Are you making one of these financial aid mistakes?
A study published in March 2012 by the National Economic Research Associates found that two thirds of college students who took out loans were surprised by their repayment terms, their monthly payment or their interest rates. Also, 65 percent did not understand the difference between federal and private loans.
Understanding financial aid can be tricky, but it doesn't take a math major to recognize that many college students are in over their heads in debt. Although many students must turn to loans to finance their degree, knowing the basics of financial aid can help you keep debt to a minimum and be prepared for repayment once your loan comes due.
5 financial aid mistakes to avoid
1. Letting the school's financial aid letter do the math for you. Read the fine print: The financial aid offer letter may gloss over the true cost of college to present a rosy image of affordability. The Huffington Post and Bloomberg BusinessWeek reported on a recent Drexel University letter that listed a handsome sum under "offered financial aid." The catch: Financial aid, in this case, amounted to $42,000 in loans. What's worse, $36,178 of that sum was expected to come from high-interest private lenders. The $13,442 expected cost of college listed on the letter disguised loan payments totaling many times more than this initial cost. It's up to you to calculate the total cost of both direct payments and loans.
2. Not comparison shopping for the best value. Discrepancies in financial aid letters can make it hard to compare offers from different schools. Soon, the U.S. Education Department plans to encourage schools to adopt a common, clear template for this letter, and Congress may make this standardized form mandatory. Until then, it's up to you to analyze the total cost of education and the financial aid package for each school in order to compare them and identify the best value.
3. Assuming you know what financial aid terms mean. It pays to nail down the definition of financial aid terminology. The distinction of a grant or scholarship and a loan is pretty basic -- only the latter requires that you pay the funds back, with interest.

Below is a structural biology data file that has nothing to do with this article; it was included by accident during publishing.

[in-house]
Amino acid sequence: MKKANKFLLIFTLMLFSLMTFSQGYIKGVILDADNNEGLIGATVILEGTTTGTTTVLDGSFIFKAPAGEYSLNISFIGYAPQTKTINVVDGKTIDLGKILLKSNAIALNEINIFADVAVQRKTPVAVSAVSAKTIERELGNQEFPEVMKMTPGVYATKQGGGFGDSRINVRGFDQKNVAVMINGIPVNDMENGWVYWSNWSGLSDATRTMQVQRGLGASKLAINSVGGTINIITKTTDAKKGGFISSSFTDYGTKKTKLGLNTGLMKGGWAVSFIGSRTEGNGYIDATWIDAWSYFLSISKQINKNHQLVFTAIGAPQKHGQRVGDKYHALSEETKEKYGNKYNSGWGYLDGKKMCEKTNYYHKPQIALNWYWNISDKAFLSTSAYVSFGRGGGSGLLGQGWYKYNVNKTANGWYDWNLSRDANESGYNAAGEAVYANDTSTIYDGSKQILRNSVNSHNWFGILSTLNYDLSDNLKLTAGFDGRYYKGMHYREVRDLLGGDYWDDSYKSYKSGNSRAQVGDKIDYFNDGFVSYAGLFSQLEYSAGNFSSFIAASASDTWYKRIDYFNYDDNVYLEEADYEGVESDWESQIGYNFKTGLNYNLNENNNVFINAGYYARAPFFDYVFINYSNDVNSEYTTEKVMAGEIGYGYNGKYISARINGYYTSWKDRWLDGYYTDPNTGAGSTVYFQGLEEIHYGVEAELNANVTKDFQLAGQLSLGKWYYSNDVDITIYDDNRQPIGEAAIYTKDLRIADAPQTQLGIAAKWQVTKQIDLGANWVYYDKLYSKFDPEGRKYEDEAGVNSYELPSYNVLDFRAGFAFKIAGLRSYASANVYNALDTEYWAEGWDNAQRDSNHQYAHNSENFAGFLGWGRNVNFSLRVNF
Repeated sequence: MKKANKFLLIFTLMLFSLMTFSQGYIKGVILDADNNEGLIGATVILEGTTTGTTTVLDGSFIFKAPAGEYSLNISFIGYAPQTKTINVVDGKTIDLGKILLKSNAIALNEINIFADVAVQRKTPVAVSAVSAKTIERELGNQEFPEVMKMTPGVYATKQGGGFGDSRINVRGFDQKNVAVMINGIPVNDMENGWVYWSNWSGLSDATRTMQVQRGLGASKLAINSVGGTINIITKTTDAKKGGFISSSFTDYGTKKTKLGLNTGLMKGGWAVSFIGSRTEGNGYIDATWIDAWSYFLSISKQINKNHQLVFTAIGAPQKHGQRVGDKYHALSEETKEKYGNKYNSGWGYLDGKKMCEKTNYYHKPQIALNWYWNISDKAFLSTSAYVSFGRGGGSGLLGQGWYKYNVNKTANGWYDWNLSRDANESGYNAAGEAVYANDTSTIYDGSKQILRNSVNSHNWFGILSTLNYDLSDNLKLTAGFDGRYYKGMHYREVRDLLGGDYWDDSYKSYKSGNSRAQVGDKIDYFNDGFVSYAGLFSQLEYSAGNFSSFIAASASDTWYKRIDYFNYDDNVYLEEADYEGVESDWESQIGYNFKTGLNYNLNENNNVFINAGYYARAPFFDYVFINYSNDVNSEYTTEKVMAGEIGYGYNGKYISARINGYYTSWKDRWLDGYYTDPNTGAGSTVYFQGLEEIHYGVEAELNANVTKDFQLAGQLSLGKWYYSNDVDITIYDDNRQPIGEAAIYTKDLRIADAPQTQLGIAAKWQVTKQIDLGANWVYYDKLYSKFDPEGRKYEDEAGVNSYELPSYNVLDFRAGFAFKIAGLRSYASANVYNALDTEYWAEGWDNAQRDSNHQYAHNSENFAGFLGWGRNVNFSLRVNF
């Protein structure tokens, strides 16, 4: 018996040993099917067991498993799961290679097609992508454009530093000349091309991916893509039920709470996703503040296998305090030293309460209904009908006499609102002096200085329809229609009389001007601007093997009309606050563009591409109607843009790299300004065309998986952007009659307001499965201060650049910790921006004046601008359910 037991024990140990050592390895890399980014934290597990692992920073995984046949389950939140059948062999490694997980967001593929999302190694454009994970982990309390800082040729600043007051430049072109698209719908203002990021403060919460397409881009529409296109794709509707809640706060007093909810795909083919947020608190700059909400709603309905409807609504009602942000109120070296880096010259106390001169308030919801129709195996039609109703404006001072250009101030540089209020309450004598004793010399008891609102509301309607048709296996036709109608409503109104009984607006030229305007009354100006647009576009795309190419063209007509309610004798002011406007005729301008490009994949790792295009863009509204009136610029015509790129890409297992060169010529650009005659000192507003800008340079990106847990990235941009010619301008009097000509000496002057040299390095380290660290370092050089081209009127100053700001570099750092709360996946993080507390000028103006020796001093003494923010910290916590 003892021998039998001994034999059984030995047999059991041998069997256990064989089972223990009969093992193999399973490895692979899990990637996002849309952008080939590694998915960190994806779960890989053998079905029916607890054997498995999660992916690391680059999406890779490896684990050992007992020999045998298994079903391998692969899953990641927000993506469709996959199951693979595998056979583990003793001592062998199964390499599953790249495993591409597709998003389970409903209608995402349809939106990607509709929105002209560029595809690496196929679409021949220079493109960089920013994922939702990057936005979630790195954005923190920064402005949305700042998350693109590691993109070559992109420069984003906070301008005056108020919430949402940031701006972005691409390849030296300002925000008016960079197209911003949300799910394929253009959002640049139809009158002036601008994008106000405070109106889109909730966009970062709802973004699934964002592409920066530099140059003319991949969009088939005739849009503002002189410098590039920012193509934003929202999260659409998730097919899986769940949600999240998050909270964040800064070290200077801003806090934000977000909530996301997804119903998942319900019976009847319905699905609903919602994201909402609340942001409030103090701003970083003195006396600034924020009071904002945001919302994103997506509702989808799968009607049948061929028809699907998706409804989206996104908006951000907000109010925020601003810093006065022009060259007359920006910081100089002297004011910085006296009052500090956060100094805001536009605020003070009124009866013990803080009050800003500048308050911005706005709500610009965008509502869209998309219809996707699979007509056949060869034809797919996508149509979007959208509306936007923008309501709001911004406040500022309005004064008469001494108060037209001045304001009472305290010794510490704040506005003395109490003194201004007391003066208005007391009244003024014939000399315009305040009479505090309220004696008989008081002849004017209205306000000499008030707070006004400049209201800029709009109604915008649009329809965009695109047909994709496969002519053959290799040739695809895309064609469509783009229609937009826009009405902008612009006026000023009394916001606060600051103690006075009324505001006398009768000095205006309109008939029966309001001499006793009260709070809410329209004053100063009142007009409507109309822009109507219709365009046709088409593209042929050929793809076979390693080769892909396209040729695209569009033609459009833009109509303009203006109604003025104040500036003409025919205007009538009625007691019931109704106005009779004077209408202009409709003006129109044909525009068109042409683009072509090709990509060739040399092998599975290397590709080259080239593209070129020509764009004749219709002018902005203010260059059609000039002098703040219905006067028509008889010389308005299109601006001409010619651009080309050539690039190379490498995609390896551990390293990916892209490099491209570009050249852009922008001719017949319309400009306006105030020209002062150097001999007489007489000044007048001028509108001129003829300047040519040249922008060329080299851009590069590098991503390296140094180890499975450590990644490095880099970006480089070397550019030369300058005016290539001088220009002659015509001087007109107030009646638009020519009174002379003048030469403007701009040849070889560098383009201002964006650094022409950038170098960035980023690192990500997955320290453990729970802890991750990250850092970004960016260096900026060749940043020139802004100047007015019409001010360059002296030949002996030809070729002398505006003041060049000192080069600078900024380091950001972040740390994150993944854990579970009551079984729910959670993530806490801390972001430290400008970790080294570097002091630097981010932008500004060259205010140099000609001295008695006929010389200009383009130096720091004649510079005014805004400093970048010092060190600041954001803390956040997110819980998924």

But loan terminology adds another level of complexity entirely. Before you sign on the dotted line, make sure you know the meaning of terms like "amortization" and "interest deferral and capitalization." (Clue: Both impact the total amount of your debt). If you're not sure about the language on your loan terms, sit down with a financial aid counselor to do the math.
4. Confusing fixed and variable interest rates. Just when you think you have the total cost of your loan down, a variable interest rate introduces a new monthly repayment rate. Variable interest-rate loans shift continuously with an index such as the U.S. federal funds rate, prime rate or LIBOR rate. Fixed rates, by contrast, are locked in when you sign the loan agreement. Most private loans and some federal loans have variable rates. If you have variable-rate loans, you may choose to consolidate them at a fixed interest rate when rates are low.
5. Assuming you'll graduate on time. Think you can get your bachelor's degree in four years, or your associate in two? A majority of students miss that mark -- about 60 percent, according to a U.S. News & World Report Spring 2011 survey published in February 2012.
Failing to graduate on time can increase your expected debt burden. Avoid surprises by planning your courses and determining how many transfer credits you're eligible for at each school. College guidance counselors can help you understand what it will take to stay on track for an on-time graduation.
Financial aid is a complicated array of payments, loan terms and free money. Understanding how all the pieces of the puzzle fit together before you enroll can help prevent your finances from falling apart later.
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